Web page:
Staying ahead in the rate race

Mar 16, 2017
<p>With the Fed raising its benchmark borrowing rate and expected to strike again this year, IROs should focus on seven points to keep their audience happy</p>

Janet Yellen has done it again. Yesterday’s quarter point rate hike, the third one in 15 months, is a sign of the US economy’s robustness. But how can IROs at companies with rate-sensitive businesses keep investors interested in their long-term equity story?

  • Consider your industry

Traditionally, cyclical sectors such as consumer discretionary, IT, materials and industrials face the biggest impact from a rate hike and may therefore be subject to higher volatility and pressure for performance, explains Dan Romito from Nasdaq Corporate Solutions. ‘I would also be concerned if a notable percentage of a US company’s revenue derived from overseas: with increased discount rates and decreased conversion rates, it just puts additional pressure on valuation.’

  • Know your investors

In a rising rate environment, it’s more crucial than ever for IROs to keep abreast of what their firm’s current and potential investor base will be looking for and to be ‘fully aware of how investment perspectives might change,’ says an IRO from a US healthcare technology firm. ‘Identify the shareholders within the company’s top 50 that are most inclined to take profits and analyze how the investor has managed its portfolio: what does its sells look like and what common denominator do they share from both a fundamental and industry standpoint?’ advises Romito.

  •  Fine-tune your outreach

A successful outreach will require a deep understanding of not just the fund house that’s targeted but also the specific investing criteria of each fund manager, adds the healthcare IRO. Furthermore, Romito advises IROs to pinpoint the generalist or stock picker fund that would remain interested in the company’s shares and to extend opportunity by seeking out sector-agnostic investors ‘that are not concerned about the space you operate in, but focus on the specific risk/return profile your company offers. Understanding where your company’s fundamental profile parallels with the appetite of the generalist will help broaden tighter pools of capital,’ he says.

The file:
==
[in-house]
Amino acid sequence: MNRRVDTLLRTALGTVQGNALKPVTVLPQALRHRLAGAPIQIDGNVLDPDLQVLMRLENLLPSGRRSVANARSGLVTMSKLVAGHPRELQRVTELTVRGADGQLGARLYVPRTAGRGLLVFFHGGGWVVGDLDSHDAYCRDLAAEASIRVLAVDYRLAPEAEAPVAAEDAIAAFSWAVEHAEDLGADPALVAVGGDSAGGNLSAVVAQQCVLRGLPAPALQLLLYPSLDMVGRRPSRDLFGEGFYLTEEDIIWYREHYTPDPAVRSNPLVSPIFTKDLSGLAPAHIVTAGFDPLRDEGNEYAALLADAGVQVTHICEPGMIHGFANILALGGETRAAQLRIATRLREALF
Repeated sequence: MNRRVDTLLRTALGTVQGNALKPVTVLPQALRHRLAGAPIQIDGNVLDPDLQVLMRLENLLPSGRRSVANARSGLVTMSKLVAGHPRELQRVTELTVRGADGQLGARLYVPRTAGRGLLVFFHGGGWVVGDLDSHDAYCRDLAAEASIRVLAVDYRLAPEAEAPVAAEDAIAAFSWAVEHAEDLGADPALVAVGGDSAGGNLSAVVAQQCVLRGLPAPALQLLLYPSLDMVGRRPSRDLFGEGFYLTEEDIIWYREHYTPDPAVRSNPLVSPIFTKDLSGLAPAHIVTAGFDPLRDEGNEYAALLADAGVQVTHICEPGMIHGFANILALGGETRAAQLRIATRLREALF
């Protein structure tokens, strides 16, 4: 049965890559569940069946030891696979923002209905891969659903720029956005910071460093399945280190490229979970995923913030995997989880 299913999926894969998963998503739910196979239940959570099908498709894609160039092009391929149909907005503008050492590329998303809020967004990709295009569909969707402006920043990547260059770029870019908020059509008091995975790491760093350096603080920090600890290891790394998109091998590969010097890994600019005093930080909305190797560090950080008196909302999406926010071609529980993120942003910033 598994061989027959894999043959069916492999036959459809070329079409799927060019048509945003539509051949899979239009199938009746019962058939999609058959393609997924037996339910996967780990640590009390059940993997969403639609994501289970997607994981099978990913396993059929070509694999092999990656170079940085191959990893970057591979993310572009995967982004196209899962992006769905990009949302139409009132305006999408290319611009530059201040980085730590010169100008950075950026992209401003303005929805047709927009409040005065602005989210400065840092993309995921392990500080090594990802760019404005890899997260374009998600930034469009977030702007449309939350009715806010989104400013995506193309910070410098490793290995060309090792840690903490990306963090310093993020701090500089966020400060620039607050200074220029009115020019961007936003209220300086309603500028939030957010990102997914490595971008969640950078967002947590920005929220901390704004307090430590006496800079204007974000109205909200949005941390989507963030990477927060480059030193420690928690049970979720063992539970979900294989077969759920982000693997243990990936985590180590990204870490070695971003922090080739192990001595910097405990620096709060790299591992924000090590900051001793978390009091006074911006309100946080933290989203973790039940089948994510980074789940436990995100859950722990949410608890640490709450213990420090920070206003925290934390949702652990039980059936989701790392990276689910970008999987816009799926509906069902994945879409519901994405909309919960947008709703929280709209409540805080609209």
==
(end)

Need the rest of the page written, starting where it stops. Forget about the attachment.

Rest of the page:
• Identify your risk profile

A risk/return profile is mainly a function of balance sheet flexibility and management’s efficiency in allocating capital towards the creation of shareholder value. ‘Particularly, the manner in which free cash is deployed will be closely monitored by investors, who will be more inclined to hold on to stock from companies having a track record of allocating cash to growing the dividend or repurchasing shares,’ according to Romito.

  •  Ramp up the financial literature

Financial services companies in particular should incorporate into their disclosure some case scenarios explaining the impact of different levels of rate change on top and bottom-line figures. As an example, a senior IRO at a North American bank includes in her IR literature the after-tax impact of a 1 percent increase on net interest income, as well as the impact of changes in interest rates on the economic value of shareholders’ equity.

  • Focus on the debt

Companies with a highly leveraged business can provide a yearly outlook complete with assumptions on interest costs and the economic environment, as does the CFO of a US-based REIT. ‘In our IR books we always include our balance sheet, which goes over our debt maturities and current rates, in order to make it easy for investors to understand and ask the right questions,’ he stresses, adding that he offers a three-year view of the perspective.

  • Frame the bigger picture

IROs from more defensive sectors should keep in mind that their audience may also be interested in the indirect impact of actual and potential rate increases, as an IRO from a global pharmaceutical firm points out: ‘Investors and analysts want to discuss the rate hike but only in the context that it actually influences whether the US dollar continues to strengthen and therefore continues to depress our earnings and cash flows.’

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